Updated: Jun 29, 2020
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A new livestock operation moving into an area can often cause fear among neighbors over potential changes in the neighborhood. Neighbors may fear new smells, sounds, and sights being a part of daily life or change the character of the neighborhood. Many states grant counties or cities the power to develop zoning ordinances related to agriculture to limit these concerns. Minnesota recently saw a court case involving a county granting a conditional use permit (CUP) for a new feedlot challenged in state court by a group of realtors. The realtors claimed approving the CUP was unreasonable or contrary to the law because the record did not reflect that the feedlot would meet the mandatory minimum requirements in the zoning ordinances. The Minnesota Court of Appeals disagreed and upheld the granting of the CUP to the feedlot (Rosenquist, 2017).
Before we start with the court’s decision, I should point out what a CUP is. A conditional use permit, or CUP, can also be called a special-use permit. A CUP is the zoning authority granting the individual a permitted exception to a zoning ordinance. In this case, Circle K applied for a CUP to build a 4,700-hog finishing facility in Goodhue County. Circle K was found not to pose a risk of significant environmental effects by the state’s Pollution Control Agency, and after a public hearing, the county granted its application for a CUP to build the hog facility.
A group of realtors challenged the granting of the CUP, claiming that granting the CUP was unreasonable or contrary to the law because the record did not reflect meeting the required minimum requirements in the zoning ordinance. On review, the Court of Appeals of Minnesota disagreed.
First, the court agreed with the farm that the reasons given by the county in granting the CUP were legally sufficient. The court next turned to arguments that the county acted unreasonably in granting the CUP because the hog farm would:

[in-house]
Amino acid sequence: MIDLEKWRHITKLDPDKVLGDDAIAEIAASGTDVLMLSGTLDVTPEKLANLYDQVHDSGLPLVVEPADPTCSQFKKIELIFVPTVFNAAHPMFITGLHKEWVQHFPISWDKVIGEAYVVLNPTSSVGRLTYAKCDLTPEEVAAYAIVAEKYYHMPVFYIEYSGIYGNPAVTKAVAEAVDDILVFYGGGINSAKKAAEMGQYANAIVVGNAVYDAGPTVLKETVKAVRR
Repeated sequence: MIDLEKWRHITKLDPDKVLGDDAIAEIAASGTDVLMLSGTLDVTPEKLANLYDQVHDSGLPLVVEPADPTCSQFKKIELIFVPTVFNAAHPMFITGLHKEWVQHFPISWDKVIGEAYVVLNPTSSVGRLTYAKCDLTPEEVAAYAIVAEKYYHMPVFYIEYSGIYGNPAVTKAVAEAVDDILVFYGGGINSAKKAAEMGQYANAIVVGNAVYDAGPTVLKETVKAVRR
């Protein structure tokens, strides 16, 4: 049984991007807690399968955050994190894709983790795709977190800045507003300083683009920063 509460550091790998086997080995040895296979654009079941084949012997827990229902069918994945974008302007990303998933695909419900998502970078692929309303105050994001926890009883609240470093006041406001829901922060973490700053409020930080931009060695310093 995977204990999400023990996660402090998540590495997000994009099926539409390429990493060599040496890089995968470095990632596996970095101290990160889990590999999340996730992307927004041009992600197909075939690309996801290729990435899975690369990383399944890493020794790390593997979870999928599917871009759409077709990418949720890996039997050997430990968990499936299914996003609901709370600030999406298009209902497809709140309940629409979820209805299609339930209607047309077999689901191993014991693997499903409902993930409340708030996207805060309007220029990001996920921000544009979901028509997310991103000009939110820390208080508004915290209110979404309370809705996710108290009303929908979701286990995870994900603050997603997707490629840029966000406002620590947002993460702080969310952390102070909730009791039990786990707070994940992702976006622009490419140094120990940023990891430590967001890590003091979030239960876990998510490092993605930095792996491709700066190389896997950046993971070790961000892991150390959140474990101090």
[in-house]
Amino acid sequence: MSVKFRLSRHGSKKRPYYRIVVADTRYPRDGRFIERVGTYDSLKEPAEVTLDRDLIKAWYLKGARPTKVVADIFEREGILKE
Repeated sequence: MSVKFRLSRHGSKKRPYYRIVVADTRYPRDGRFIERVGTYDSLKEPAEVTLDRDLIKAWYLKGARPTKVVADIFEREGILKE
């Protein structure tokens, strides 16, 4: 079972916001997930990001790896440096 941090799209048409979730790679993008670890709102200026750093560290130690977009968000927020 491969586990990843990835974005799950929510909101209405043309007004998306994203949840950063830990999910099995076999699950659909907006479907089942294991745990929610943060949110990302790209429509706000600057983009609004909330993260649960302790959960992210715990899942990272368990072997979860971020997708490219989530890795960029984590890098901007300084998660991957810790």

Violate a county odor-offset ordinance;
Pose environmental concerns; and
Reduce property values and create a nuisance.
The county’s odor-offset ordinance required new animal facilities to either: 1, not be located within 1,000 feet or 2, meet a 94-percent odor annoyance-free rating, a distance based on an odor evaluation model developed by the University of Minnesota, from an existing dwelling (other than the operator’s dwelling or one that was an accessory to the facility), including churches, public parks, schools, or private schools but excluding homeschool sites.
In using the odor-offset evaluation model, the county had not taken into account an unenclosed rendering pit that would be built on the hog farm. The county argued that based on the zoning ordinances and previous history, the county had never considered an unenclosed rendering pit in past applications. The odor-offset evaluation model also did not include an unenclosed rendering pit as an option because little emissions data on this type of facility existed. The court determined the evidence supported the county’s determination.
Turning to the environmental concerns, the realtors argued that the county did not consider dangers the hog farm posed by hydrogen-sulfide air pollution and groundwater pollution. The court found that the state’s Pollution Control Agency did extensive analysis and concluded these concerns did not pose an environmental risk. The realtors also did not challenge this conclusion at any point during the review process. The court upheld the county’s decision.
Finally, the realtors argued that the hog farm would substantially diminish property values and create a nuisance. During the review of the application to grant the CUP, the realtors introduced studies showing property values decrease when a hog farm is constructed nearby. In previous decisions, the court had required more concrete proof than general assertions that property values may go down. Based on the lack of evidence, the court deferred to the county’s findings in granting the CUP.
This decision is out of Minnesota; challenges to zoning and planning decisions are often state-specific and can be county-specific with ordinances varying county to county. This case highlights the deference which courts usually give to local governments when reviewing, granting, or denying zoning permits.
This decision also highlights another important issue when challenging the denial or approval of a zoning permit: the parties need to make sure they challenge decisions at the appropriate time. Looking back at this decision, the realtors never presented evidence that the hog farm would pose a substantial environmental concern to counter what the state agency had found during the county hearing. Working with an attorney early in the zoning process, can help ensure that you navigate the process and preserve potential legal challenges down the road. Though in this case the realtors challenging the permit lost, this may not always be the case. It’s generally in the producer’s best interest to work with a qualified attorney.
Rosenquist v. Circle K Family Farms, #A17-0279, 2017 WL 6418872 (Minn. Ct. App. Dec. 18, 2017).